I know many hunters and fishermen who pride themselves on being highly educated when it comes to the lexicon of their hobby. They are well versed on every little nuance of the language of the outdoors to the point of snobbery. They laugh disdainfully at those of us who are not up to date on the most modern outdoor vocabulary. I would simply like to point out today that those people may not be as smart as they think, and in order to do this I have decided to give a few examples of the real definitions of some of these terms.
I should point out up front that the spellings of some of these words have been corrupted over the course of time, so don’t let that throw you off. Also it is important to note that some of these terms have multiple meanings but what I will give you today is the primary meaning. That is to say when listed in the fishing or hunting dictionaries my definition will be the one listed first.
For example take the phrase “catch and release.” The uneducated snob of a fisherman will tell you that this is a noble habit of letting a fish go as soon as it has been caught no matter how big it is or how long it took them to catch it. I’m here to quash that explanation. “Catch and release” can best be defined as the strategy employed by 99 percent of fishermen everywhere in which a boatload of fish are released back into the habitat as soon as the Game and Fish ranger’s boat is spotted coming around the bend.
Then there’s the term “Skeeter.” Most of the vocabulary elitists will quickly go into a discussion of this as a type of fishing craft that is well-known for its power, versatility and sleekness. I hate to tell them but that is the furthest thing from the truth. “Skeeter” actually has two primary characterizations. The first is a small, blood-sucking insect that will aggravate sportsmen into a screaming fit making it impossible to aim a bow accurately or cast your lure into the water with any degree of exactness. The second designation of the word “Skeeter” is that it is the name or at least the nickname of over half the hunters and fishermen in the world. The other half are named either Tater, Bubba, Cletus or Joe Bob.
So you won’t think I’m getting too fancy here I’d also like to include a really simple outdoor term like “afar.” The snooty crowd will get that glazed over look in their eyes and define this word by using a corny, sappy sentence.
“As I gazed out over the mountains I spotted an elk from afar on the mountain opposite our position.”
Any fool knows that “afar” is what you use in hunting camp to keep warm. Some people just make things much more difficult than they really ought to be.
Of course there are also technical terms like “rut,” which avid hunters use to describe the time of year when male white-tailed deer are on the prowl looking for female companionship with which to cavort. However, in the real world that term means something else entirely and it is not a bad spot in the road. Rather it is the condition of a would-be hunter or fisherman who cannot for the life of him catch a decent fish or locate a worthy buck. That person is said to be in a rut.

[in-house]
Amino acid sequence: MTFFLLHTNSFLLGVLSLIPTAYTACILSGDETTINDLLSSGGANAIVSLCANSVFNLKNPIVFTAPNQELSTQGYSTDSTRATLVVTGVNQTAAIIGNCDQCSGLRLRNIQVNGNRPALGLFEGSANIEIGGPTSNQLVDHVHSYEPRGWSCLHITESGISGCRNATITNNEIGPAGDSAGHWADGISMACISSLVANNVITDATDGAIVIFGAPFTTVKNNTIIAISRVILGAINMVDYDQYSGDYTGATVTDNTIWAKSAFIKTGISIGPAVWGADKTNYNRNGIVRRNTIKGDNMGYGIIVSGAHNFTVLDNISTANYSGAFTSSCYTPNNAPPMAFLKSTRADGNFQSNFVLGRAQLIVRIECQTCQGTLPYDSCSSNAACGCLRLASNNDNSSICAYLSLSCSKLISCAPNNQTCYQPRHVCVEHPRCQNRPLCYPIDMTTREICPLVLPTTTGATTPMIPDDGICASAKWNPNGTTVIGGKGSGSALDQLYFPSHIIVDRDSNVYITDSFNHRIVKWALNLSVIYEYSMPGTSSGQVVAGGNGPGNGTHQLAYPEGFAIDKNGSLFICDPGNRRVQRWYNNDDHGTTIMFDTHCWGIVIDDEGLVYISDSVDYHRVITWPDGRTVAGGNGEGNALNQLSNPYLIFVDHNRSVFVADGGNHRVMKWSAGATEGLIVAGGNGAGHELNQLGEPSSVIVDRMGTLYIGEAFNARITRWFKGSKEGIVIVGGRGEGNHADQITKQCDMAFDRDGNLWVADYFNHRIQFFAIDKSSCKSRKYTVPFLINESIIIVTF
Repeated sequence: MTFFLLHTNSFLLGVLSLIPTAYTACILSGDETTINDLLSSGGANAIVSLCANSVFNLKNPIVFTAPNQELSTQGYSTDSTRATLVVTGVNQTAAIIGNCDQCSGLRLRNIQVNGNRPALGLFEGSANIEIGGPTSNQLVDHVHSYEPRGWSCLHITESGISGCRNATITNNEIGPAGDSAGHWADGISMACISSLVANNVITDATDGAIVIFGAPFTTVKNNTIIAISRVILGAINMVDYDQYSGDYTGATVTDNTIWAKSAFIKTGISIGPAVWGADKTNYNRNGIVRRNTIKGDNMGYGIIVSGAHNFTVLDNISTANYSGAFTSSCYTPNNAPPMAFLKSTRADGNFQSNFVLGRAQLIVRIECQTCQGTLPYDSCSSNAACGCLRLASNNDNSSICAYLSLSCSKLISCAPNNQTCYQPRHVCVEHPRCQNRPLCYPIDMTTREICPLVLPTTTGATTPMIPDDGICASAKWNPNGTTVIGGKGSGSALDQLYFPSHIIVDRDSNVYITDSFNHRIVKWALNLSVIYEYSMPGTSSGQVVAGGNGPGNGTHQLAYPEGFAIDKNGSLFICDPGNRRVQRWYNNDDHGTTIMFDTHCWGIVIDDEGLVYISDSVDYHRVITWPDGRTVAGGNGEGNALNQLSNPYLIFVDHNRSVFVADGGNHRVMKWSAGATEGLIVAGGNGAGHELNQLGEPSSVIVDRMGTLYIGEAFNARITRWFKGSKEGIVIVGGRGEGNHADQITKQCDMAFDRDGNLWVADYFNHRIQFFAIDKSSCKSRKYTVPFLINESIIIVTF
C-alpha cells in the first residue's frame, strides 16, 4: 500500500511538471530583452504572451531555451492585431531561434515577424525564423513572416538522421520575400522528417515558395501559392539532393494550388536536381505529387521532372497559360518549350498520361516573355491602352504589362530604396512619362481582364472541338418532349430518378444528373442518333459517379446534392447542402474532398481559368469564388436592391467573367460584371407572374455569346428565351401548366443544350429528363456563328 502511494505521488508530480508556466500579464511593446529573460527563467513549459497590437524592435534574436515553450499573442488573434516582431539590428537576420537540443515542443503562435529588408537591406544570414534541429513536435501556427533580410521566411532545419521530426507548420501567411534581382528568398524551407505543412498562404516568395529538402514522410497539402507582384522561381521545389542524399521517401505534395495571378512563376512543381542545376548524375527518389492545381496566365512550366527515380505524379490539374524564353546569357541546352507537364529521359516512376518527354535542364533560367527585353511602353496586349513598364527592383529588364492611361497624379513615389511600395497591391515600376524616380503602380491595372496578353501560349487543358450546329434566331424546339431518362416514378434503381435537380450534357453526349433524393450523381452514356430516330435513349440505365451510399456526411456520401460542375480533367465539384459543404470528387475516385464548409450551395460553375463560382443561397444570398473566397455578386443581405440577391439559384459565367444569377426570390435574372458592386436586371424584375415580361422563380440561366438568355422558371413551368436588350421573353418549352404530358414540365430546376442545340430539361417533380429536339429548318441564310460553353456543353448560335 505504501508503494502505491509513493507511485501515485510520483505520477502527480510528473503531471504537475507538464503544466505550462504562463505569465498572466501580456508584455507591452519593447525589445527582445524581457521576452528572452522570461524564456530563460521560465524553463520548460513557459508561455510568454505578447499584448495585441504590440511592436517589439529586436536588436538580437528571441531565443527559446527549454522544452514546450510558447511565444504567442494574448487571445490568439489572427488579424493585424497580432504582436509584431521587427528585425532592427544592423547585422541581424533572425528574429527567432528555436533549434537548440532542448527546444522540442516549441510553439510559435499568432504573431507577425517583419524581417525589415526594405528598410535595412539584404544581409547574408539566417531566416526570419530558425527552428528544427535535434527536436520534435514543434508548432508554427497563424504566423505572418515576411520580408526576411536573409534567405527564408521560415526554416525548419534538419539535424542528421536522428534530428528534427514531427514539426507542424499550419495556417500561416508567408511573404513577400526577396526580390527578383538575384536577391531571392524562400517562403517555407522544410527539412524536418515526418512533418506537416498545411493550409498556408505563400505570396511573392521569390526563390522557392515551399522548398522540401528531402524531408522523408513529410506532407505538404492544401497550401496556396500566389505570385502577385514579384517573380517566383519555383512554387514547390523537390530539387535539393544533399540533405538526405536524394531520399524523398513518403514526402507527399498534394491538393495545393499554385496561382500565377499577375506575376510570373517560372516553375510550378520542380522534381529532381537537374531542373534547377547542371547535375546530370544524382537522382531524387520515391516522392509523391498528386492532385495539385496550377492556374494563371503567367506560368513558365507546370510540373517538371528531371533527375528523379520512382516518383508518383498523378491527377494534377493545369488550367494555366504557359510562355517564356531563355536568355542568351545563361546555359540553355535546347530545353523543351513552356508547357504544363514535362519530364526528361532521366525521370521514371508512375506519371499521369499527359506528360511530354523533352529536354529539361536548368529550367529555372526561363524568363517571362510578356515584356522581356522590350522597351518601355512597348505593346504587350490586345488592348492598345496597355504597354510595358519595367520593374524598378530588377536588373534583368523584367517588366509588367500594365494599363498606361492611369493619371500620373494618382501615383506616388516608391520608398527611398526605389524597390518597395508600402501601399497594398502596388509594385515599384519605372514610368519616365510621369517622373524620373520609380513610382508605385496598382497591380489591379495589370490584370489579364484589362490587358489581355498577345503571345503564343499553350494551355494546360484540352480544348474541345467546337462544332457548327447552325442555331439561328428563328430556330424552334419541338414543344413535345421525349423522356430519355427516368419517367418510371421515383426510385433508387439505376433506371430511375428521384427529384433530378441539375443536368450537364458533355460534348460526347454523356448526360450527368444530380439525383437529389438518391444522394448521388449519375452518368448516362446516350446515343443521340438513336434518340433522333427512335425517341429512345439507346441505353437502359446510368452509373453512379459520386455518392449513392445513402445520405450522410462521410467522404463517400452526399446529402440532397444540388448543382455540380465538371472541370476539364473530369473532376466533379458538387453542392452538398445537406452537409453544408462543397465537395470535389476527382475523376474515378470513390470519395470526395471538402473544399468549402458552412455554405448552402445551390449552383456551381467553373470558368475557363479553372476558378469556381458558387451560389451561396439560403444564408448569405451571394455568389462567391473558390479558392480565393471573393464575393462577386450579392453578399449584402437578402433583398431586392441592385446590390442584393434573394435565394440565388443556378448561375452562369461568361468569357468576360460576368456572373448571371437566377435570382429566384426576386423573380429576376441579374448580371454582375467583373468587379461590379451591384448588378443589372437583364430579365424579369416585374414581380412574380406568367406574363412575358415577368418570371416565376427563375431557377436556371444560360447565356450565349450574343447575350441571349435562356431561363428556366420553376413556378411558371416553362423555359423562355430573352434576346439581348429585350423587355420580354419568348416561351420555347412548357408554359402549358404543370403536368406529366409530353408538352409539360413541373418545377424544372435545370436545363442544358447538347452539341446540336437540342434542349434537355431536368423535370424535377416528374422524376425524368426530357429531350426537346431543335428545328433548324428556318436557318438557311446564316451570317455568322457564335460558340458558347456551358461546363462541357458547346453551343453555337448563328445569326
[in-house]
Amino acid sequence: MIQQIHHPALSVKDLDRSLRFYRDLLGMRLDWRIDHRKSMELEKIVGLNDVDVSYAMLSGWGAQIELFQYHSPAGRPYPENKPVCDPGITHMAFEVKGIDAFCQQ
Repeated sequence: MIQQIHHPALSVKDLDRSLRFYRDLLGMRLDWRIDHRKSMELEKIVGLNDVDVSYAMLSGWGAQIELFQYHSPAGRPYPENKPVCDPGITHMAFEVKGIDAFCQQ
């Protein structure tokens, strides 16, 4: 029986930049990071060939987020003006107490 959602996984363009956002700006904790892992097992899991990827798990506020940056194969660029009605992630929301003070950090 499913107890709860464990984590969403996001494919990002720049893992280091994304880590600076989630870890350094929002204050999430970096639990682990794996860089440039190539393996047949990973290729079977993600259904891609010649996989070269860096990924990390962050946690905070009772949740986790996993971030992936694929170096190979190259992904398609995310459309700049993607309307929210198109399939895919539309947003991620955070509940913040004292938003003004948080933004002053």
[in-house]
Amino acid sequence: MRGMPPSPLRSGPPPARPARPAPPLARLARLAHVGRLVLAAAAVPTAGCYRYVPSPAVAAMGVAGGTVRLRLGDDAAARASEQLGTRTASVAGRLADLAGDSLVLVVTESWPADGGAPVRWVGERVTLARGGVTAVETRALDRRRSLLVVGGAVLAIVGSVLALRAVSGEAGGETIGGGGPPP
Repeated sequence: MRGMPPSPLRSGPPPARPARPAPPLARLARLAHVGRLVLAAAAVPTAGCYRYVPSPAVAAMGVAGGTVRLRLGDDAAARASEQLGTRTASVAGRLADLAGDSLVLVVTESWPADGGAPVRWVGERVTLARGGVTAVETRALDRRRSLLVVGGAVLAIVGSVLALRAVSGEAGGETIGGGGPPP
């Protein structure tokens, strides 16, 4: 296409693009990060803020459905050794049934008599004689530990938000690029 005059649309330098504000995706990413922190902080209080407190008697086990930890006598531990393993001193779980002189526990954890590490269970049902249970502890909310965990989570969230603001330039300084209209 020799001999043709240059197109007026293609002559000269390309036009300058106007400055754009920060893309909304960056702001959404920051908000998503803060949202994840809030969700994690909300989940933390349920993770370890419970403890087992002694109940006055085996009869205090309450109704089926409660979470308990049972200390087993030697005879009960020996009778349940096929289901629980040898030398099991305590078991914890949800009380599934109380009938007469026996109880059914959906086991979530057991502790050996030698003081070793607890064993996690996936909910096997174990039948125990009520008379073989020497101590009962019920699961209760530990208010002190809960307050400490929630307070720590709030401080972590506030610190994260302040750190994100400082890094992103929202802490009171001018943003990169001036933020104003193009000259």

There are plenty of these terms to bandy about. The term “anchor” for those who go in for fancy descriptions thinks it is a weighted utensil used for holding a boat in place but the rest of us know better. The term “anchor” for most of the fishing or hunting population is that statement your wife throws out right before you think you are heading to the woods or water that results in you cleaning out the gutters instead.
I could go on and on. A “choke” is not a mechanism on a shotgun that determines the pattern on your pellets but rather is a missed shot at the buck of a lifetime because your hands were shaking. “Ebb” is not by any stretch of the imagination an outgoing tide and a primary time to fish for redfish but rather that waning desire that comes over you when you realize you will have to hike ten miles uphill to get to your hunting ground. “Blow” is not the sound a deer makes but can best be defined as what you often need while hiking those ten miles uphill.
Last of all there are words or phrases that have to do with the weather. Since hunters and fishermen are all keen students of these phenomena it is important to understand it. Take “hail” for instance. Many think that this is a meteorological pattern in which frozen bits of water pelt down on the sportsmen causing great discomfort but such is not the case. “Hail” is actually a mild expletive commonly used by outdoorsmen when things don’t go like they had planned.
So don’t get shook up when you find yourself in the company of those who think they know all the new-fangled jargon. My advice is to fire right back and them with a dose of common sense and some real-life definitions for the true outdoorsman.
Columnist Alvin Richardson can be reached at firstname.lastname@example.org.